- Engineering:Kentaro Nagasaka
- Computational Design:Shuta Takagi
Text description provided by the architects. The Gallery. We converted an icehouse (“himuro” in Japanese) that stored ice made at the former Fuji Ice Factory next door (which we renovated into office in 2015) into a gallery. The gallery has been designed for exhibitions (e.g. an exhibition of new works of locally produced textiles) and free use by artists staying under artist-in-residence programs. The concrete walls of the himuro had been insulated with styrofoam of about 20cm thick, lined with 6mm plywood with cedar duckboards attached onto it. Abundant styrofoam insulation was very beneficial for the conversion. In addition, we decided to use the duckboards as they were as the makeup of the interior, and we repaired the parts where they had been destroyed or lost. The himuro was divided into five chambers by concrete walls, four of which were connected through small doors.
This time, I wanted to visualize the flow of people moving around the four chambers by applying my architectural concept of “flow and stagnation” that has been taking form in the last few years. We came up with a tunnel-like passage with catenary curves in a cross-sectional view and a starfish-like (i.e. four radiated arms) figure on a floor plan, which is built with FRP (fiber reinforced plastic). Unfortunately, we could not find a company that could produce a shape like this, so we decided to create it by ourselves. We made a mold with plywood and styrofoam, applied coating for exfoliation, placed a glass fiber sheet, and applied plastic resin. It took about three months to complete. This FRP tunnel is the visualization of human movement and, at the same time, gives you a feeling as if you are walking through the river-bed water of Mt. Fuji.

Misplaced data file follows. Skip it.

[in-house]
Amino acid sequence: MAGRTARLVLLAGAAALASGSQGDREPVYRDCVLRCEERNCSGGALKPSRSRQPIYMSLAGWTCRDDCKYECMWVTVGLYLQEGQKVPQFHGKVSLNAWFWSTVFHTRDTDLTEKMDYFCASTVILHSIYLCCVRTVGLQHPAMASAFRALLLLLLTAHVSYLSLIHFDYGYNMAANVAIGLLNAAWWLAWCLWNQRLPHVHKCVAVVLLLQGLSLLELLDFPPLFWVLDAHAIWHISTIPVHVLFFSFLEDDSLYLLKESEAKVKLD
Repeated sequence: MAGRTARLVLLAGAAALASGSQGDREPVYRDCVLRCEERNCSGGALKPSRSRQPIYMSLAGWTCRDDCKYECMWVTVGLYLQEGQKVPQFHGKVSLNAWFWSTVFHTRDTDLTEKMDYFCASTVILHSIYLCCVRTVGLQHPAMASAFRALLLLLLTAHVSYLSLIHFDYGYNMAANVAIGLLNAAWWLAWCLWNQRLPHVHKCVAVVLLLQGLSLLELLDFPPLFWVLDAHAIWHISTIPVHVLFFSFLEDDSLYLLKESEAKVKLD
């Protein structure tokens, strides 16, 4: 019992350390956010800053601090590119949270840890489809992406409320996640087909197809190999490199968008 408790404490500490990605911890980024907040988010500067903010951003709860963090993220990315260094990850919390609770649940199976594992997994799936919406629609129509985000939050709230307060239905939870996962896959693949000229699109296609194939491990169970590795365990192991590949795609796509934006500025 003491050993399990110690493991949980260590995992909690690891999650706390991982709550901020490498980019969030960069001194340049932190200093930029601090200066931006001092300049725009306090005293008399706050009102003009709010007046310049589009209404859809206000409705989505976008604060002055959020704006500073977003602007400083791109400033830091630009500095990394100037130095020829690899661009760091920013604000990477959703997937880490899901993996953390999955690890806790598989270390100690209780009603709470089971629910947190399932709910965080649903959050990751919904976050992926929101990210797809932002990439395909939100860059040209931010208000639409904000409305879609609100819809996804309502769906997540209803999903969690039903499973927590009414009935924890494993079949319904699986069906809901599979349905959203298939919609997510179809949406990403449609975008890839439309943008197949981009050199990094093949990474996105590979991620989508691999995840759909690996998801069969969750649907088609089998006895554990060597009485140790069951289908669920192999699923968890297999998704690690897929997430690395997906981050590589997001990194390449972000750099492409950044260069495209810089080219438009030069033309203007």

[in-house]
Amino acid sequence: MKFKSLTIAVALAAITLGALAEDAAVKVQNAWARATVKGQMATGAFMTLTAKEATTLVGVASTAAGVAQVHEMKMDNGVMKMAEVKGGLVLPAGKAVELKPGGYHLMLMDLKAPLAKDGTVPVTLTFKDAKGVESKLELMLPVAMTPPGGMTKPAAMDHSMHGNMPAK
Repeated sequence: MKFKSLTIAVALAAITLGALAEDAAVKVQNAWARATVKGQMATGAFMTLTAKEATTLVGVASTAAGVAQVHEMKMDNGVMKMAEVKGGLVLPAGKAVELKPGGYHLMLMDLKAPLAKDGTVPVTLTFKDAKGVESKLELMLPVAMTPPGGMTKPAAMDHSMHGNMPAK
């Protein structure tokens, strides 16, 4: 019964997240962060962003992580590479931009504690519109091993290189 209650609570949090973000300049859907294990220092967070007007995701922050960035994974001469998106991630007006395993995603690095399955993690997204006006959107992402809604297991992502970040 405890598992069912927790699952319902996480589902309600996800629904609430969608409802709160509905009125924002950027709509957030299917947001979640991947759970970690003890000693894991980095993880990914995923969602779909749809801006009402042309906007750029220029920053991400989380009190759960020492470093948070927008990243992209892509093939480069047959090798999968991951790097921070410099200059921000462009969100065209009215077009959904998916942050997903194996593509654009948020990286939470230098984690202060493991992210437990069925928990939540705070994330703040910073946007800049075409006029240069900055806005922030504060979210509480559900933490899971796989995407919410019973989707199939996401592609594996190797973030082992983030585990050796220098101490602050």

The Residence.When we converted the icehouse to a gallery, we also renovated a vacant house next to it into a short-term residential space. The existing building had a wooden interior nested inside concrete frame. We tried to reconstruct the relationship among three different components (RC, wood, and white wall) by leaving the wooden interior in one area, stripping it off in another, and adding white walls in the remaining area. As a result, we created three areas of different atmosphere inside this small house, with each area fulfilling required functions respectively.
At the same time, we wanted to create an impression to the sojourners, through their experience of moving around inside, that this house as a whole is a continuous body in which each part is loosely connected. We tried to achieve this by creating conditions where the textures of adjoining areas do not appear completely disconnected but slightly overlapped (for example, a small area of existing RC walls on the second floor can be glimpsed from the white-walled living room on the first floor, plywood flooring on the second floor is extended to the footplate of a staircase down to the first floor, etc.)